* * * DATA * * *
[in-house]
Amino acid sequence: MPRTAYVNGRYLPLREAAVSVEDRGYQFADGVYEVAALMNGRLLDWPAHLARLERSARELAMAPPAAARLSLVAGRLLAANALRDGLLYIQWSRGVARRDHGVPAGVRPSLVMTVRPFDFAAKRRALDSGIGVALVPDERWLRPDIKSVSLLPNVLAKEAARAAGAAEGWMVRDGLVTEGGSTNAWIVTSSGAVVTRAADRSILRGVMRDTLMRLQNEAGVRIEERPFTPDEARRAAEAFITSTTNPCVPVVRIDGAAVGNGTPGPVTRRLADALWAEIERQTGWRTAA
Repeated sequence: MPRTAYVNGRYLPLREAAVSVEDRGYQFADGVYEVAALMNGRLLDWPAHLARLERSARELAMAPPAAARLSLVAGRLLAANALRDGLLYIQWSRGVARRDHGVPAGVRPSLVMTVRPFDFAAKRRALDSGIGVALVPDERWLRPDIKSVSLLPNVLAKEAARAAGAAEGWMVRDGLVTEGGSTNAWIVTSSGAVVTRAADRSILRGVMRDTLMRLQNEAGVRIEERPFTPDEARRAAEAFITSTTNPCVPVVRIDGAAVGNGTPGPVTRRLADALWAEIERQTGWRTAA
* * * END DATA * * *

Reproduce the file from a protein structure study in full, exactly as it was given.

[in-house]
Amino acid sequence: MPRTAYVNGRYLPLREAAVSVEDRGYQFADGVYEVAALMNGRLLDWPAHLARLERSARELAMAPPAAARLSLVAGRLLAANALRDGLLYIQWSRGVARRDHGVPAGVRPSLVMTVRPFDFAAKRRALDSGIGVALVPDERWLRPDIKSVSLLPNVLAKEAARAAGAAEGWMVRDGLVTEGGSTNAWIVTSSGAVVTRAADRSILRGVMRDTLMRLQNEAGVRIEERPFTPDEARRAAEAFITSTTNPCVPVVRIDGAAVGNGTPGPVTRRLADALWAEIERQTGWRTAA
Repeated sequence: MPRTAYVNGRYLPLREAAVSVEDRGYQFADGVYEVAALMNGRLLDWPAHLARLERSARELAMAPPAAARLSLVAGRLLAANALRDGLLYIQWSRGVARRDHGVPAGVRPSLVMTVRPFDFAAKRRALDSGIGVALVPDERWLRPDIKSVSLLPNVLAKEAARAAGAAEGWMVRDGLVTEGGSTNAWIVTSSGAVVTRAADRSILRGVMRDTLMRLQNEAGVRIEERPFTPDEARRAAEAFITSTTNPCVPVVRIDGAAVGNGTPGPVTRRLADALWAEIERQTGWRTAA